If nothing were done, many freed slaves would be forced back to the plantations after the war. That is why Lincoln fought to pass the 13th Amendment before Lee surrendered. In the movie he even stonewalled a peace delegation from the Confederacy to keep the war going so peace would come with better terms for slaves. What is surprising is how much resistance the 13th Amendment aroused, even among Northerners.

David Brooks has a good discussion of the ethical ironies. Lincoln, the man of high principle, fighting for the natural rights of all men, used bribery, lies, deceit, and trampling the constitution to cajole unwilling congressmen to sign the Thirteen Amendment.

The movie makes two contributions. First, it is wonderfully acted, scripted, and directed, building to an exciting climax even though we all know the outcome. Daniel Day Lewis and Sally Fields are likely Oscar contenders for their roles.

Second, to Brooks this movie illustrates the "nobility" of politics if used by a person of character: "The hero has a high moral vision, but he also has the courage to take morally hazardous action in order to make that vision a reality." Other examples of moral irony come to mind: Lyndon Johnson twisting arms to achieve the Civil Rights Act of 1964.

Lincoln is a fine docu-drama that will educate and entertain while stimulating ethical issues for the classroom.

[Minor note: I was an extra in Gore Vidal's movie Lincoln shot in Richmond with Sam Waterston and Mary Tyler Moore in 1987. We were up for several 4:30 am casting calls and shooting all day until midnight to produce some whirling Viennese waltzes for Lincoln's second inaugural ballroom scene. While I still have the desirable scraggly beard and hair for this era, I didn't have the time to be an extra this go round.]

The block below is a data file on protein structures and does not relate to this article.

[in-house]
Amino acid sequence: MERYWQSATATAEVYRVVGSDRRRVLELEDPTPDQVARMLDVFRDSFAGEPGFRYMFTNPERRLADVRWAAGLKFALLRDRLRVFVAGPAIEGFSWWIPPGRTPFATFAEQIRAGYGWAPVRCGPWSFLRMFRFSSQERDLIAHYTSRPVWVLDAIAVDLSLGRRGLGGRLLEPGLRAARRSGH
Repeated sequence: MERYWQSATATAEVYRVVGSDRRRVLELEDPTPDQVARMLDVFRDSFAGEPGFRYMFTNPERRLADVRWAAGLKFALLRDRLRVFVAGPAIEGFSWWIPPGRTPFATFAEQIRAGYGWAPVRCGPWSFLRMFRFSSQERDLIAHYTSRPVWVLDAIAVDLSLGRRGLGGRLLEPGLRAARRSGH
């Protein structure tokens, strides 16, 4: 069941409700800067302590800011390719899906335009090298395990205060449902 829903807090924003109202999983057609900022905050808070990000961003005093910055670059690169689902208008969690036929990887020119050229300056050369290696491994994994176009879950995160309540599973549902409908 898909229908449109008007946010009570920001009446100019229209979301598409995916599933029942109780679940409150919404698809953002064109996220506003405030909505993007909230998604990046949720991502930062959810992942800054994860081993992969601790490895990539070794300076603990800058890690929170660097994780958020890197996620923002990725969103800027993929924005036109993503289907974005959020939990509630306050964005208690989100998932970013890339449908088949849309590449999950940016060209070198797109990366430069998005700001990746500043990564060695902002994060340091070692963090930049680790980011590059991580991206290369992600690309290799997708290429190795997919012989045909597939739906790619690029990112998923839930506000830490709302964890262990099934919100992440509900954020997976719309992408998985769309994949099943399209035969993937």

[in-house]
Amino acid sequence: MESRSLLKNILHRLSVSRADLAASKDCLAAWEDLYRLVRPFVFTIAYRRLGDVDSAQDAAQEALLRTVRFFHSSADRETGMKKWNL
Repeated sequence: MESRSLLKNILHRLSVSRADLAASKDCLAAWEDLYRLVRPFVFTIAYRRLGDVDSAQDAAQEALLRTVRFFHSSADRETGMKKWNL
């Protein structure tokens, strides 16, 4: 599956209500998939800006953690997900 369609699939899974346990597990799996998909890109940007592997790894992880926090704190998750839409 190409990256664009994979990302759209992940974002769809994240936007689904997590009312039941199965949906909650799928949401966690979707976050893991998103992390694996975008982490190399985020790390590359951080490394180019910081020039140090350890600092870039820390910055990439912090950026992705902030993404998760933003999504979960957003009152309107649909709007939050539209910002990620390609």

“Saving Economics from the Economists”

Jonathan B. Wight

In the current Harvard Business Review Ronald Coase lambasts economists for losing touch with how real businesses and entrepreneurs operate.

This is a perennial theme since the time I went to graduate school. Back then, we called the excessive reliance on mathematical gymnastics "mental mastur**tion"—because typically models were unglued from history, culture, ethics, and other institutions that ground behavior and set the context in which incentives interact with duties and commitments.

Things have changed remarkably since then with the rise of institutional economics, experimental economics, behavioral economics, and yes—even ethics and economics.

Yet Coase, who won the Nobel Prize in 1991, is still not pleased with the core discipline of microeconomics. He notes:

"Today, a modern market economy with its ever-finer division of labor depends on a constantly expanding network of trade. It requires an intricate web of social institutions to coordinate the working of markets and firms across various boundaries. At a time when the modern economy is becoming increasingly institutions-intensive, the reduction of economics to price theory is troubling enough. It is suicidal for the field to slide into a hard science of choice, ignoring the influences of society, history, culture, and politics on the working of the economy." (emphasis added)